He sobered up, got a job. Met and became friends with Annabel and her new son, Nate, the only people since Ethan who had really cared for him. He resumed his life—or a pretense of it. Without Ethan, it wasn’t really a life, just an empty ritual. He’d gotten through it as best he could, had managed to regain some sense of self-respect. If he’d ever asked himself what it was that he had kept living for, ever delved into that question, he would probably have told himself it was for Ethan. Somehow, over the years, he had remained convinced against all odds that he would one day see Ethan again.
And, finally, so he had. He had recognized him instantly when he’d seen the photograph in the newspaper. How could he ever forget that face? He was certain beyond any doubt that the man he had accosted today was Ethan Soames, no matter what Ethan said to the contrary.
But that thought no sooner entered his mind than he asked himself, how could that be? Ethan would be as old as he was now, or nearly so. And the man today had been as young as Ethan had been back then. He hadn’t aged a day.
He stared into the glass as if he might see the answer there, but whatever the mirror’s secret, whatever he was supposed to see, had gone with his memory of those four years. And today, too…something flickered in his memory of that scene in the restroom. The artificial stink of pine. He heard the water running, Ethan’s voice as if from a great distance…he had a conviction that he had seen or heard something significant in those brief moments. But, what? Again, the answer refused to come.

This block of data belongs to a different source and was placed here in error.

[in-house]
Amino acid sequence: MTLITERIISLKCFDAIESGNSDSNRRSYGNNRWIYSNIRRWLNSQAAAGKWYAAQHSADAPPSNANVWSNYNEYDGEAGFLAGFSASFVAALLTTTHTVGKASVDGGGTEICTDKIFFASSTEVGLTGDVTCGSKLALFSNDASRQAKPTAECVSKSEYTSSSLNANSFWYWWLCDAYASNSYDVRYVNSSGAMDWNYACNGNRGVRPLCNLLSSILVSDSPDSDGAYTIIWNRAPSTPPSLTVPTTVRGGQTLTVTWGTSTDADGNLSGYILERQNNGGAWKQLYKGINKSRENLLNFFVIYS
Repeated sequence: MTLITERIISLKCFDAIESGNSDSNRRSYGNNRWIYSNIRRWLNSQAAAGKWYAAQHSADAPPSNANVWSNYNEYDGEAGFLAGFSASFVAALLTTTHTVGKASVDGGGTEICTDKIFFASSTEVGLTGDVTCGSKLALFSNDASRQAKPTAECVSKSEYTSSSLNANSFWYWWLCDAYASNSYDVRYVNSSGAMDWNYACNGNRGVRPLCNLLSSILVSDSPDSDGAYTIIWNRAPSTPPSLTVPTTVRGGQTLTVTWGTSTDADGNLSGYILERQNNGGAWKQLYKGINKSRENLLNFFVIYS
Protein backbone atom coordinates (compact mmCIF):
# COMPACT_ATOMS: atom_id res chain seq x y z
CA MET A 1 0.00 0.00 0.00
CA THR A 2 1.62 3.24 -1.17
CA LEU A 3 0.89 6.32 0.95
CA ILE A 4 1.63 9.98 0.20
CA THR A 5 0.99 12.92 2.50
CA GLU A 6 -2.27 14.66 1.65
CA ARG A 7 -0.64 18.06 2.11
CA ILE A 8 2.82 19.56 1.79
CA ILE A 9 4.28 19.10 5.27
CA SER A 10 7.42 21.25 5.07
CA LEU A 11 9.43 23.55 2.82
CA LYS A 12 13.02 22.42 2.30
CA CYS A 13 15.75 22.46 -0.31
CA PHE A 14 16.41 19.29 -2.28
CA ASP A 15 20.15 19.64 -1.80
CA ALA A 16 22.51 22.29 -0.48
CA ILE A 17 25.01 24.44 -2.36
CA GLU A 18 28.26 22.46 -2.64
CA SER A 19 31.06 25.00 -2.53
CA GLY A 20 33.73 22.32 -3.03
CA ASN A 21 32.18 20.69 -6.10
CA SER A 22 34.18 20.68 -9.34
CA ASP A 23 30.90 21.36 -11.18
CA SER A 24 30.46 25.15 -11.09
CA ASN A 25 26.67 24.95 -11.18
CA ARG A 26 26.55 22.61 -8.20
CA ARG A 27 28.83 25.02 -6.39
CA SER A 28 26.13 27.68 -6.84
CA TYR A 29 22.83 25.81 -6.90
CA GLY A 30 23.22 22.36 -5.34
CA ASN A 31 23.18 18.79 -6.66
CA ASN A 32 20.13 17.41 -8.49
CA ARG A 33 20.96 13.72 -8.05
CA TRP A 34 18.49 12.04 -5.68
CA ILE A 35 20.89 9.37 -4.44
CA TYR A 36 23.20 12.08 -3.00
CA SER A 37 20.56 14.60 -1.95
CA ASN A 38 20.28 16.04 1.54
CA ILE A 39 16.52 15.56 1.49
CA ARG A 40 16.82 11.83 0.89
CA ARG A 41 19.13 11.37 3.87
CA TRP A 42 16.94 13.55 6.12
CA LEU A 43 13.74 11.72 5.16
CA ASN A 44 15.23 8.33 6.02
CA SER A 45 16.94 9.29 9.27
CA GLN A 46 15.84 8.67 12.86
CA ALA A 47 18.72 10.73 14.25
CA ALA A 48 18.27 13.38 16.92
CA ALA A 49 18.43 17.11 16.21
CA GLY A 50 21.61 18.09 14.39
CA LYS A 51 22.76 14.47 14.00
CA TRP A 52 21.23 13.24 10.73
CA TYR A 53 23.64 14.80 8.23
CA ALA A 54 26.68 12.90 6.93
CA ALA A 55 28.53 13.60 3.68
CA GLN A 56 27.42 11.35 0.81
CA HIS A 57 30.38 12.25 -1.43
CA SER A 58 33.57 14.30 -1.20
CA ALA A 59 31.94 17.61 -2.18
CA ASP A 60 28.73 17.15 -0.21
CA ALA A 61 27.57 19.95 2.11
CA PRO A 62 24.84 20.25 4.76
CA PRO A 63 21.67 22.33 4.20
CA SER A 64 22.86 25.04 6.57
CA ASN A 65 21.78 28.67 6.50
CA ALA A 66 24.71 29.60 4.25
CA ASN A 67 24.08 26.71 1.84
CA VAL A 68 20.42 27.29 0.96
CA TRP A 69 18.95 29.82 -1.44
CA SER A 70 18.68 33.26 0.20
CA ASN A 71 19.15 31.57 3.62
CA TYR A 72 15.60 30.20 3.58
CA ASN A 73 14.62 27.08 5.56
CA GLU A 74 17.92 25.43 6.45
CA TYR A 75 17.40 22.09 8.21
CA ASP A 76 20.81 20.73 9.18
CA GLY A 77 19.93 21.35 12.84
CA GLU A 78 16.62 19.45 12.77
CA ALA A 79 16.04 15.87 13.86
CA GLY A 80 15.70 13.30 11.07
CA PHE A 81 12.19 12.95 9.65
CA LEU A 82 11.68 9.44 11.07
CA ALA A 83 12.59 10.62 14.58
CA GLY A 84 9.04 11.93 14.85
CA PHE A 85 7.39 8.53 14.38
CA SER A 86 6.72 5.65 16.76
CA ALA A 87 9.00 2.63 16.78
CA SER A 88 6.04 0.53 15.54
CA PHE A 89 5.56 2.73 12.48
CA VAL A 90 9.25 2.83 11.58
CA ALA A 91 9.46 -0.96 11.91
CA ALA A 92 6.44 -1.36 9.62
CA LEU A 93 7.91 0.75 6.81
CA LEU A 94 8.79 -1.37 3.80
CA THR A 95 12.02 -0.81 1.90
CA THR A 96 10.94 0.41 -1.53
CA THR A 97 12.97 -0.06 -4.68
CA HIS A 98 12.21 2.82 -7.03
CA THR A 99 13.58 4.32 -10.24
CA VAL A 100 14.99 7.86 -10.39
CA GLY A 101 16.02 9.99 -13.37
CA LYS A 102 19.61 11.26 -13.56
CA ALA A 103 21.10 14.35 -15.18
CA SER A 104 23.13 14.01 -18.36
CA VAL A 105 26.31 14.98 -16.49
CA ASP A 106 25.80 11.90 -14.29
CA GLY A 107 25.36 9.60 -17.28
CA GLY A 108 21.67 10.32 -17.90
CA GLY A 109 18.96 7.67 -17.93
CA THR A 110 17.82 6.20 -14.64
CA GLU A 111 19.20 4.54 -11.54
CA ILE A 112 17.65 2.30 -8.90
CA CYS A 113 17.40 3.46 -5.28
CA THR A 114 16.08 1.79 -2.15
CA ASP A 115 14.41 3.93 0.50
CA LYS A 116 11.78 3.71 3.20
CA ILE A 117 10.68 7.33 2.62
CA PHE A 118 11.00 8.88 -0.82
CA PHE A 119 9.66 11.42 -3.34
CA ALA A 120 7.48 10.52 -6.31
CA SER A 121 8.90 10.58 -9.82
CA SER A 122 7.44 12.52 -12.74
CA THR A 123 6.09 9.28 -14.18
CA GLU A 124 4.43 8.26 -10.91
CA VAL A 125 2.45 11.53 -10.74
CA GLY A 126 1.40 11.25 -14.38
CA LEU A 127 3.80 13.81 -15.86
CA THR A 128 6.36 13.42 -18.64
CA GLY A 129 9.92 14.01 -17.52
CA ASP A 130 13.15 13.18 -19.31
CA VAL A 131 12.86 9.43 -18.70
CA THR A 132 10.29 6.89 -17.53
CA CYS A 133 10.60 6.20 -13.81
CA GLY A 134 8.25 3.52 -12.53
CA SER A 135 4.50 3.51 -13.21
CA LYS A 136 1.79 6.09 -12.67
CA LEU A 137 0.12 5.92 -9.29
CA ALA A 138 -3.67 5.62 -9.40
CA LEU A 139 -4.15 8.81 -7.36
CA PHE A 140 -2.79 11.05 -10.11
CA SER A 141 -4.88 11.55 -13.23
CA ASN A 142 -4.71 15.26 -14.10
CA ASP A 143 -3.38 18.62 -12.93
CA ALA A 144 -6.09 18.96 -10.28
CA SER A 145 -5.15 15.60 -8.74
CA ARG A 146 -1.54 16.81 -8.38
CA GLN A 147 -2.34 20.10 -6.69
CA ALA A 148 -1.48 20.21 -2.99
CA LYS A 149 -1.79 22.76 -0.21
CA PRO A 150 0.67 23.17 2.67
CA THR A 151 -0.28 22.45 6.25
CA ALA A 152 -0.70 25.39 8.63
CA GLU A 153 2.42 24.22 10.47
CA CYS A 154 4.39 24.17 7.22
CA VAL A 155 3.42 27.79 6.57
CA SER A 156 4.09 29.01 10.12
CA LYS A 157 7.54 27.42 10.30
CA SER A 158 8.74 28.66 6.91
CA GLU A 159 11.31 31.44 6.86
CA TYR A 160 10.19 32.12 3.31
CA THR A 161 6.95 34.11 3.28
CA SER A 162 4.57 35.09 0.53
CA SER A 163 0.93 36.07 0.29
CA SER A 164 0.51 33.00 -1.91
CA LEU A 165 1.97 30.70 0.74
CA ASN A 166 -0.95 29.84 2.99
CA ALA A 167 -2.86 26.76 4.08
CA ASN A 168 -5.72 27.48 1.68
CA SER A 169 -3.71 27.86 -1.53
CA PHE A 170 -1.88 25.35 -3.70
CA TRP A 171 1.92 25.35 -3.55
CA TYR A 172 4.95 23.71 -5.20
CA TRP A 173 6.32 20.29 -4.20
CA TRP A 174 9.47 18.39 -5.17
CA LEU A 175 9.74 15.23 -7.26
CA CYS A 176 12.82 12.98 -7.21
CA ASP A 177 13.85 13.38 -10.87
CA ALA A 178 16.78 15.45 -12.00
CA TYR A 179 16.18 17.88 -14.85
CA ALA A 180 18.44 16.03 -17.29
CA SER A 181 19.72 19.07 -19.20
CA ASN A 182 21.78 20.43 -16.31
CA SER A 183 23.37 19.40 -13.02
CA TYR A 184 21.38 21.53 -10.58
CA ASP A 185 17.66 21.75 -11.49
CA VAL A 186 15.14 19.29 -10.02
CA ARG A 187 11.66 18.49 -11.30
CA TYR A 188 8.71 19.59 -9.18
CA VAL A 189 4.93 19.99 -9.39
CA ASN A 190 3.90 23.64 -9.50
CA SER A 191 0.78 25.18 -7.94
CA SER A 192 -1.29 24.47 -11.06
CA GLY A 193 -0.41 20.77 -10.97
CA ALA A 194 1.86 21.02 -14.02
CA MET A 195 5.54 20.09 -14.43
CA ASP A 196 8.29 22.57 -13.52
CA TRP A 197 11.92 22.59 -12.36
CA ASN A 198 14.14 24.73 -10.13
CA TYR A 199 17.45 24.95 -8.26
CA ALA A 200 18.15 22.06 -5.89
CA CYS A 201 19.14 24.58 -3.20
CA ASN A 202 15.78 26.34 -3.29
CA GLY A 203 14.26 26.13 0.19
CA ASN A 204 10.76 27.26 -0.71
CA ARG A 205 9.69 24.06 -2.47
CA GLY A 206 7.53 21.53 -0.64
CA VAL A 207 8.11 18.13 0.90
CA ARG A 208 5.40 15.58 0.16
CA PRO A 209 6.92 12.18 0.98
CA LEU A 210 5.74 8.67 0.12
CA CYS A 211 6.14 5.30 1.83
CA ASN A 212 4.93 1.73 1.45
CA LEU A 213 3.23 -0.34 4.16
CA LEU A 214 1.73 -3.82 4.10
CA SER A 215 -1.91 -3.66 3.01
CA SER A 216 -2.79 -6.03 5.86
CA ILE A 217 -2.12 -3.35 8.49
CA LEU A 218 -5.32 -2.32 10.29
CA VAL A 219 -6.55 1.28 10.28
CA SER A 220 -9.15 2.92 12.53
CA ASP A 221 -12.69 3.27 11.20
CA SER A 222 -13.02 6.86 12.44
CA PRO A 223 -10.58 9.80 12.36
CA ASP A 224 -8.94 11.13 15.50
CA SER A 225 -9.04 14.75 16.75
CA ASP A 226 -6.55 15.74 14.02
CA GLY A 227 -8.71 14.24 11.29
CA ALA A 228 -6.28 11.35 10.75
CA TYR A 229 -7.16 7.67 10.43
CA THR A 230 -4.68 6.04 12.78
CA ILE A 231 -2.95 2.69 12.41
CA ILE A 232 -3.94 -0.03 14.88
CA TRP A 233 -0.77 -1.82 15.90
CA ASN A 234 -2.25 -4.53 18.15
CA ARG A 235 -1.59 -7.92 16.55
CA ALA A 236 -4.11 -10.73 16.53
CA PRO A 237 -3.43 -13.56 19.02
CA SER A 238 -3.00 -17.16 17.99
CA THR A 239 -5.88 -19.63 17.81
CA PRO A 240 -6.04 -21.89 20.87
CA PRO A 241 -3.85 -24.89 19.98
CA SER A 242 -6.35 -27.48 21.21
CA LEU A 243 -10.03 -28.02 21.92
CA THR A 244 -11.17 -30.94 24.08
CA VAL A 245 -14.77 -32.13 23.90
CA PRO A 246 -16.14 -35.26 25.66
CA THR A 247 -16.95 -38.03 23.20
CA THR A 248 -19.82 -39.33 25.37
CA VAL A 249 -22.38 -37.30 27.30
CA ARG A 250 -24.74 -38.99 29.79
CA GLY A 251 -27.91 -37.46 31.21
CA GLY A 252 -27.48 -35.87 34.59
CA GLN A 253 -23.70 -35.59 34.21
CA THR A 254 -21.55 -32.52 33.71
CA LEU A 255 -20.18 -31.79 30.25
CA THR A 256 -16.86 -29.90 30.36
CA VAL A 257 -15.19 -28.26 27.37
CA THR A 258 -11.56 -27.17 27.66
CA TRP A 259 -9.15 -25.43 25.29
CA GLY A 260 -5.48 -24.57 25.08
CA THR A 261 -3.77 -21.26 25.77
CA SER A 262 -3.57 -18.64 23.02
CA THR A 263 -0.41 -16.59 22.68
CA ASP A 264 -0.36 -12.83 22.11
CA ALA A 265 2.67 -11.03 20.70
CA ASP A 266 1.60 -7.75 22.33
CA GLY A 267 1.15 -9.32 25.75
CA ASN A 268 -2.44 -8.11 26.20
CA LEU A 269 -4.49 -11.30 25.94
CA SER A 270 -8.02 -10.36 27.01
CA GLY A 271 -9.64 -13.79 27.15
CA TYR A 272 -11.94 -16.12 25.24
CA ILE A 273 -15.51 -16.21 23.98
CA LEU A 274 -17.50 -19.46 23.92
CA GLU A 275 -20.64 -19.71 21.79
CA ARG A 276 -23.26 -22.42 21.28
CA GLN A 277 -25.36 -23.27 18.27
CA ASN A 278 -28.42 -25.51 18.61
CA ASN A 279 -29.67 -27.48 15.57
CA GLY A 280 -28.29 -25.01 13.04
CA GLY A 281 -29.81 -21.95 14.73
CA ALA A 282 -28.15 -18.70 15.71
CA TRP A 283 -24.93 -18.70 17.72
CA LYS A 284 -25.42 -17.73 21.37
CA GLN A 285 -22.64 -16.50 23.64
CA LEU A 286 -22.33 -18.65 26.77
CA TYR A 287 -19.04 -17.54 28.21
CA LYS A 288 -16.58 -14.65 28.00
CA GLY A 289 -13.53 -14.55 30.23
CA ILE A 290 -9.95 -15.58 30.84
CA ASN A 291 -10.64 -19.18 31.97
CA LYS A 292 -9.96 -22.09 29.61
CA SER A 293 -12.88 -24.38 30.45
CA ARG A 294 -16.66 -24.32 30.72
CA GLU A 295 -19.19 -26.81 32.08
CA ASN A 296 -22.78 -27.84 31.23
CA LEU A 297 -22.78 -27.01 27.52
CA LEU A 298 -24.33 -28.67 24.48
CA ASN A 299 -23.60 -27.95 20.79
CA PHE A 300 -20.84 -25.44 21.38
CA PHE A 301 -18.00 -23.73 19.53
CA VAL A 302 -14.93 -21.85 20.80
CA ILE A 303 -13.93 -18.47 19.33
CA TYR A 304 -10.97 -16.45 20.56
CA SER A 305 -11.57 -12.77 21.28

Something moved behind him—and as suddenly as that, the mists vanished from his mind and he remembered. In a single instant, the mirror revealed its long held secret to him. The glass into which he gazed showed him an empty room, though he knew with chilling certainty that it was not empty. Just as once before, years ago, in Ethan’s apartment, he’d seen an empty room, though Ethan had stood no more than two feet away from him…and today, too, when he’d glanced in that restroom’s mirror. He had seen an empty glass, that should not have been empty.
He turned. A man stood just inside the room, though the door was locked. How had he come in, through the locked door, without a sound?
Samuel said, “You.”
It was the last word he uttered.